Campers are flocking back to national parks around Woodgate and Walkers Point impacted by fires last year.
Capacity bookings have been recorded at the Burrum Point and Kinkuna National Park camping areas for the Australia Day long weekend.
According to a spokesman from the Department of Environment and Science, which manages the National Parks, the resilience of flora and fauna is evidenced by the return of birds, wildlife and the green shoots of vegetation recovery.
The spokesman said in the Woodgate fire, 4860ha of Burrum Coast National Park was affected.
“Rangers are already seeing recovery from the recent fires and the return of animals and birds to the coastal heath communities that have evolved with fire.
“Fire can impact fauna through injury and loss of habitat, and the effects will vary by species,” said the spokesman.
“Some animals such as kangaroos and birds can escape fire by moving out of the way, or into unburnt areas in the fire ground.
“Other animals will burrow underground. Slow-moving species such as reptiles, and species unable to move including bird eggs or chicks, are more heavily impacted,” said the spokesman.
“After a fire, animals will recolonise an area and take advantage of new growth that can provide nutritious food. Fire can also create hollows in trees and logs for nesting and shelter.”
The spokesman went on to say that while intense fire can have negative impacts on plant communities, it can also be beneficial.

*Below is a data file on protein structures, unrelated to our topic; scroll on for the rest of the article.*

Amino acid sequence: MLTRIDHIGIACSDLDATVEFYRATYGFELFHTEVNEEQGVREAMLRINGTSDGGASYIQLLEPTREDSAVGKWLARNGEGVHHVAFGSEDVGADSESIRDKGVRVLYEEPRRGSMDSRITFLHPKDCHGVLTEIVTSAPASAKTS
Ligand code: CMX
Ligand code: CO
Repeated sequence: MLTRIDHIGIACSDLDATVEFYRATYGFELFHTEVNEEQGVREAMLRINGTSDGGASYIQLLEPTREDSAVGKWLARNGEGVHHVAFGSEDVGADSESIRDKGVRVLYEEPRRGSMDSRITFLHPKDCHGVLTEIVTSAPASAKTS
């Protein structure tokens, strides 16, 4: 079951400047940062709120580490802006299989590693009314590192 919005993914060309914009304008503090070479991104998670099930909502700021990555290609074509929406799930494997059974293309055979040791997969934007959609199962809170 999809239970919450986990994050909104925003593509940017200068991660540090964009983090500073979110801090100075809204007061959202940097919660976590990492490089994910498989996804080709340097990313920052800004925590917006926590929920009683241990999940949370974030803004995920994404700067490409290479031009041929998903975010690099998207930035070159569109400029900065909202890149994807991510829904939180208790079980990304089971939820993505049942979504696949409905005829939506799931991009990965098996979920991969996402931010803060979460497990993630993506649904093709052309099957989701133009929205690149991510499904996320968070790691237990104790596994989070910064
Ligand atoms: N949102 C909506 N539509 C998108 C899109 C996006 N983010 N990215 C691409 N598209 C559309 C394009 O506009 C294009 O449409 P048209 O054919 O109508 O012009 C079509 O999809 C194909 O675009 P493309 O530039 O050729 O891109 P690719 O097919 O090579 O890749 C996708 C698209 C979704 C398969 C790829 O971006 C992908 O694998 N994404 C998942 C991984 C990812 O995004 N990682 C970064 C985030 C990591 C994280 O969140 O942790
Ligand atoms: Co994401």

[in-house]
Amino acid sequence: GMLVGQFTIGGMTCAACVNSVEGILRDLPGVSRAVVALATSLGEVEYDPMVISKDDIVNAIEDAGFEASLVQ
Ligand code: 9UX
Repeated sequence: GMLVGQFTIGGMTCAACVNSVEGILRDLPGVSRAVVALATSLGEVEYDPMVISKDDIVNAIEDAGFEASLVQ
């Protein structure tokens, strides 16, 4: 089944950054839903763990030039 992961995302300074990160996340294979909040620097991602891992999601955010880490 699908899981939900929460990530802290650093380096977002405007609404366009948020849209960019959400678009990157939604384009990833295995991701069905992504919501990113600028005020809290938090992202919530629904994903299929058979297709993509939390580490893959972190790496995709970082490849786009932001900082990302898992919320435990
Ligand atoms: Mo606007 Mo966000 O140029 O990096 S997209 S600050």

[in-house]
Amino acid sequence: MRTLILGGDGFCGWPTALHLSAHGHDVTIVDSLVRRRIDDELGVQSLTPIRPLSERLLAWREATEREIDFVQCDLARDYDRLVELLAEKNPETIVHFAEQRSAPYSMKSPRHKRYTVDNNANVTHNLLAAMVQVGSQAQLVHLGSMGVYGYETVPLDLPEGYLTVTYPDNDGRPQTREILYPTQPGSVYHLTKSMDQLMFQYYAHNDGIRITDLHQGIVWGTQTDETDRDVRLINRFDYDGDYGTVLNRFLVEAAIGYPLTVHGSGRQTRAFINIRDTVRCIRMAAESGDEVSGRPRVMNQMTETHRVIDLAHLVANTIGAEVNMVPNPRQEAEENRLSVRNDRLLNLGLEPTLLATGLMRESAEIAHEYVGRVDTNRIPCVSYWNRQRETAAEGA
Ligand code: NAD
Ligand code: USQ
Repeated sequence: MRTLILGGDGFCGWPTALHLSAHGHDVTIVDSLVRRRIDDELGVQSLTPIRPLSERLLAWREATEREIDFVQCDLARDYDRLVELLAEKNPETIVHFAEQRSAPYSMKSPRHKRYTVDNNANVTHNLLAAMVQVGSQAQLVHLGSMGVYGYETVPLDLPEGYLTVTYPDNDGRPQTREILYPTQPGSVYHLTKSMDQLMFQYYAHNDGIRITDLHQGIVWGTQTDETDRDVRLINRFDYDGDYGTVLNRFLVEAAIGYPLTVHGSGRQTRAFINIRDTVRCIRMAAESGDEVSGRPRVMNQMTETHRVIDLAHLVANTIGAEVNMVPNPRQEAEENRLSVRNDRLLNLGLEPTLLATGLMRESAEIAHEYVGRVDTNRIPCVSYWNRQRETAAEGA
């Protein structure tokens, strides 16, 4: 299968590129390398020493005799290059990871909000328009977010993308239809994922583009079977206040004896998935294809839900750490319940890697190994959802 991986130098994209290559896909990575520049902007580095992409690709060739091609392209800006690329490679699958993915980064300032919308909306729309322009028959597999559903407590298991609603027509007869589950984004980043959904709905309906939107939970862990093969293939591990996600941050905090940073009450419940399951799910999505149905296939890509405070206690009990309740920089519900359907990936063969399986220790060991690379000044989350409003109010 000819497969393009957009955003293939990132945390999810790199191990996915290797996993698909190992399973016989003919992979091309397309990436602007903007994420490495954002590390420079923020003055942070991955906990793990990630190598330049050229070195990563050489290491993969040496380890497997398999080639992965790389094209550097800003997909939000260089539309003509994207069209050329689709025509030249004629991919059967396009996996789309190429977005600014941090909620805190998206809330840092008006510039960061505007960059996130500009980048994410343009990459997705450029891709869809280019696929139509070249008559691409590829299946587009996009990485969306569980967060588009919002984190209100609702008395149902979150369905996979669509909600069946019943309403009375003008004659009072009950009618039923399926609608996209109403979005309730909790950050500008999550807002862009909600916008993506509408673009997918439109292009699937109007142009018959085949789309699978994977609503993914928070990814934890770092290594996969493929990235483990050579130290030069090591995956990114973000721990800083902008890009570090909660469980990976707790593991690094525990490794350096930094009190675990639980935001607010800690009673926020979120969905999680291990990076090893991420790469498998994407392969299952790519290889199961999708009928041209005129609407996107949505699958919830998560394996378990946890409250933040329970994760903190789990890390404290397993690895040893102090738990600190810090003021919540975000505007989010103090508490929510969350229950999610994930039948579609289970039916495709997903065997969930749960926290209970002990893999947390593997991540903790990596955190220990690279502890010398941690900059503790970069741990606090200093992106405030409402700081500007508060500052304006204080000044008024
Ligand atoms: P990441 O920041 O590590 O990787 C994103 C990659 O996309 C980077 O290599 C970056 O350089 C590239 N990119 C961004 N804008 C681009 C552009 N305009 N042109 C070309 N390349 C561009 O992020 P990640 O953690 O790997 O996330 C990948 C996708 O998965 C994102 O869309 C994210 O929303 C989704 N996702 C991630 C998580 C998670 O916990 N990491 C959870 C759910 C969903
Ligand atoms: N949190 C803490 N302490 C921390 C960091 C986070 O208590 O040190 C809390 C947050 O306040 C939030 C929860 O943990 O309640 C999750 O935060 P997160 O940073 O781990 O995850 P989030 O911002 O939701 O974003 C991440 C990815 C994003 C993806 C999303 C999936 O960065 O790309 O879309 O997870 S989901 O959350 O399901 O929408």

“The coastal heath communities in Burrum Coast National Park have evolved to require regular fire. This recent fire will have opened seed pods and triggered germination, and regeneration of the plant life.”
After recent rains, rangers have seen the surviving vegetation reshooting, and new plants germinating.
“We’re happy to say that previous experience shows that recovery from this fire will be rapid. Fire is a natural characteristic of coastal heath communities.
The spokesman said the fire did not impact on any visitor facilities within Burrum Coast National Park.
“All camping areas and roads are open for public enjoyment with the park’s two camping areas at Burrum Point and Kinkuna are already fully booked for the Australia Day long weekend.
“Burrum Coast visitors over the Australia Day long weekend and Easter will see good signs of recovery that will make for interesting photo opportunities. They’ll also see wildlife returning.,” said the spokesman.
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